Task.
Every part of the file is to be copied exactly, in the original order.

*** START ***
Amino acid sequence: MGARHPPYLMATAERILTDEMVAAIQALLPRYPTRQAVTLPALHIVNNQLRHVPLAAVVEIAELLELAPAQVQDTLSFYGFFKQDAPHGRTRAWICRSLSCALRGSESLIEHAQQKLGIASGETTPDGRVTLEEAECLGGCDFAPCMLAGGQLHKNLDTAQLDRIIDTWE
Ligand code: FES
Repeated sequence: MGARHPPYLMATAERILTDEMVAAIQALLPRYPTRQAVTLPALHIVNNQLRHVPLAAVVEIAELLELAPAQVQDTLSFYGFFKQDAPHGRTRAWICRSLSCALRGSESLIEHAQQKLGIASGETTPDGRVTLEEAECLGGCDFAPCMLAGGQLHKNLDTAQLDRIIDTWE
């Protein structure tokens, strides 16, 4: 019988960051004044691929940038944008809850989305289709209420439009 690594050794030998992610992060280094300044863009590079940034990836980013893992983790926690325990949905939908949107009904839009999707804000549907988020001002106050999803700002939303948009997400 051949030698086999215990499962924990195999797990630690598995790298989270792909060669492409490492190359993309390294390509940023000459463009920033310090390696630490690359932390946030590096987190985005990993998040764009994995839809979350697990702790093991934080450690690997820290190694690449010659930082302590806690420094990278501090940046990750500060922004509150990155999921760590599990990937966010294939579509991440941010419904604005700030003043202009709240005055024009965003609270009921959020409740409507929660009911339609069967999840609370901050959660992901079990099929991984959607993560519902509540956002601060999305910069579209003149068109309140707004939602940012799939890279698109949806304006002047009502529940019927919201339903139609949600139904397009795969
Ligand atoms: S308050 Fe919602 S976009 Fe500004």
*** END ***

Amino acid sequence: MGARHPPYLMATAERILTDEMVAAIQALLPRYPTRQAVTLPALHIVNNQLRHVPLAAVVEIAELLELAPAQVQDTLSFYGFFKQDAPHGRTRAWICRSLSCALRGSESLIEHAQQKLGIASGETTPDGRVTLEEAECLGGCDFAPCMLAGGQLHKNLDTAQLDRIIDTWE
Ligand code: FES
Repeated sequence: MGARHPPYLMATAERILTDEMVAAIQALLPRYPTRQAVTLPALHIVNNQLRHVPLAAVVEIAELLELAPAQVQDTLSFYGFFKQDAPHGRTRAWICRSLSCALRGSESLIEHAQQKLGIASGETTPDGRVTLEEAECLGGCDFAPCMLAGGQLHKNLDTAQLDRIIDTWE
């Protein structure tokens, strides 16, 4: 019988960051004044691929940038944008809850989305289709209420439009 690594050794030998992610992060280094300044863009590079940034990836980013893992983790926690325990949905939908949107009904839009999707804000549907988020001002106050999803700002939303948009997400 051949030698086999215990499962924990195999797990630690598995790298989270792909060669492409490492190359993309390294390509940023000459463009920033310090390696630490690359932390946030590096987190985005990993998040764009994995839809979350697990702790093991934080450690690997820290190694690449010659930082302590806690420094990278501090940046990750500060922004509150990155999921760590599990990937966010294939579509991440941010419904604005700030003043202009709240005055024009965003609270009921959020409740409507929660009911339609069967999840609370901050959660992901079990099929991984959607993560519902509540956002601060999305910069579209003149068109309140707004939602940012799939890279698109949806304006002047009502529940019927919201339903139609949600139904397009795969
Ligand atoms: S308050 Fe919602 S976009 Fe500004």